A motor-driven power steering unit imparts a motor-generated auxiliary steering force to a steering force transmission system. This unit controls an electric current being supplied to the electric motor based upon steering information such as an angle through which a steering wheel is turned, the steering speed and the steering force or the speed of the vehicle. An auxiliary steering force generated from the motor as well as a manual steering force being applied to the wheel is allowed to act on the vehicle's wheels via a transmission means such as a steering gear mechanism so as to steer the vehicle's wheels. For a rack-and-pinion power steering unit, the manual steering force and the auxiliary steering force are allowed to act on the rack so as to move it from its neutral position to either of a rightward axial direction or a leftward axial direction. This motion of the rack is transmitted to vehicle's wheels via the transmission means such as the tie rod, thereby steering the vehicle's wheels.

In the motor-driven power steering unit generally described above, either the rightmost or leftmost position to which the rack is permitted to move (this position is hereunder referred to as a maximum steering angular position) is limited by bringing the rack into contact with a fixed reference part such as a gear-case. This is done in order to ensure that the rack will not move beyond its maximum steering angular position and so that the steering wheel will not be turned in a direction to cause the rack to be moved beyond its maximum steering angular position. Therefore, if the rack is at its maximum steering angular position (or stated more simply, when it is at the maximum steering angle), there is no need to impart the motor-generated auxiliary steering force to the rack. Rather, it is desired to limit the auxiliary steering force being produced by the motor so as to reduce its power consumption.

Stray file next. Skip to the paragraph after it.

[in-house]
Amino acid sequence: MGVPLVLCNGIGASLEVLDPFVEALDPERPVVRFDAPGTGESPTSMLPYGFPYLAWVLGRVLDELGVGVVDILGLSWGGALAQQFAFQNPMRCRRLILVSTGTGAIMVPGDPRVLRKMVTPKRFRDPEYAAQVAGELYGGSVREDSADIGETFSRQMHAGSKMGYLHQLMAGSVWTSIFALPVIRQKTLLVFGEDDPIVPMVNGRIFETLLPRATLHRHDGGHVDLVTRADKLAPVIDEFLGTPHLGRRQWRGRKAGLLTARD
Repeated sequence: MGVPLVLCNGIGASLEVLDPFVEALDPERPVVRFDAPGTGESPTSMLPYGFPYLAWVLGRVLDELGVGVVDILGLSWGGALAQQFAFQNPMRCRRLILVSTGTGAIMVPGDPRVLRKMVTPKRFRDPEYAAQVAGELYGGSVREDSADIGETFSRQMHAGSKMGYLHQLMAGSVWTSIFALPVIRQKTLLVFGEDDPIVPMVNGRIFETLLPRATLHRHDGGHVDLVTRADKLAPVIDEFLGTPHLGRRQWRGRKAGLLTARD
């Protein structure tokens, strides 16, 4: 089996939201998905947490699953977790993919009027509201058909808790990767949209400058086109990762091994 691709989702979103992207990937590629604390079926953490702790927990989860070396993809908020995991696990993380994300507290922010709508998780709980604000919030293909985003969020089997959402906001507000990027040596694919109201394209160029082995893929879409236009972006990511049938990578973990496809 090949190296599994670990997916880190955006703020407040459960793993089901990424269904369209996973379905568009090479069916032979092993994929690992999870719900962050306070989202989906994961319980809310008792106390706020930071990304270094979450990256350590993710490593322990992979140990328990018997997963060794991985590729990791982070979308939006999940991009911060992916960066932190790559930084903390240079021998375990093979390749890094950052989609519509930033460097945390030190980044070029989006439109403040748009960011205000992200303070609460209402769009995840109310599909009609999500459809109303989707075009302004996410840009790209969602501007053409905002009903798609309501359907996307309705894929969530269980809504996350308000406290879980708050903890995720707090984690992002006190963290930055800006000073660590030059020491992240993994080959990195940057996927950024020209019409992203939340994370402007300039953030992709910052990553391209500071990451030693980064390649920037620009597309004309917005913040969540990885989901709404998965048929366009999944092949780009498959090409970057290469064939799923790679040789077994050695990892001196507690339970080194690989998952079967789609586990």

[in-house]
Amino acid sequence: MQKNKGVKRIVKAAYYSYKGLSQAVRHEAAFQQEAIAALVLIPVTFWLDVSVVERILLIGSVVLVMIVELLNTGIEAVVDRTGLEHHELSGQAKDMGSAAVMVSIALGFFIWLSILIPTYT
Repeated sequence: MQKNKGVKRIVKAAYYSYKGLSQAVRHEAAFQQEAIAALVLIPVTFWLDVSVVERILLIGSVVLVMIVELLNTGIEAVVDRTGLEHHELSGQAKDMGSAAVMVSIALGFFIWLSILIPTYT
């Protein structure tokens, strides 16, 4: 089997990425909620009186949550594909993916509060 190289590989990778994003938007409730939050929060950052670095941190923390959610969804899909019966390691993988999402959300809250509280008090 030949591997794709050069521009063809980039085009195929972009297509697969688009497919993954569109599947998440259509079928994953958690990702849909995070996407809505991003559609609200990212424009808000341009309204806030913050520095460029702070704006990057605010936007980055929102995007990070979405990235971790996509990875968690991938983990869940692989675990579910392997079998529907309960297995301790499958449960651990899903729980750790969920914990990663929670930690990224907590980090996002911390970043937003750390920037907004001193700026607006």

To meet this need, an improved motor-driven power steering unit has been proposed, as described above, in Japanese Utility Model Laid-Open Publication No. 193868/1985. This steering unit has a microswitch mounted in a gear-case for detecting the maximum steering angular position of the rack. The auxiliary steering force generated from the motor is decreased when the rack is found to be at its maximum steering angular position on the basis of an output from the microswitch.

However, the prior art motor-driven power steering unit described above has a disadvantage because a wire harness must be provided between the microswitch, in the gear-case, and the control unit which is very distant from the switch. Thus, the wiring needed to install the switch will be cluttered which adds to the complexity of the overall design of the steering unit. Furthermore, installing a microswitch, in the prior art motor-driven power steering unit, requires a considerable amount of precision in the position of installation. Thus, the number of steps involved in assembly operations is unavoidably increased which leads to a higher manufacturing cost.

SUMMARY OF THE INVENTION

The present invention has been accomplished in order to solve the aforementioned problems of the prior art. An object, therefore, of the present invention is to provide a motor-driven power steering unit that can be manufactured at a low cost because of its simple composition and which does not make the steering any heavier while ensuring a reduction in power consumption when the wheel is turned to the maximum steering angle.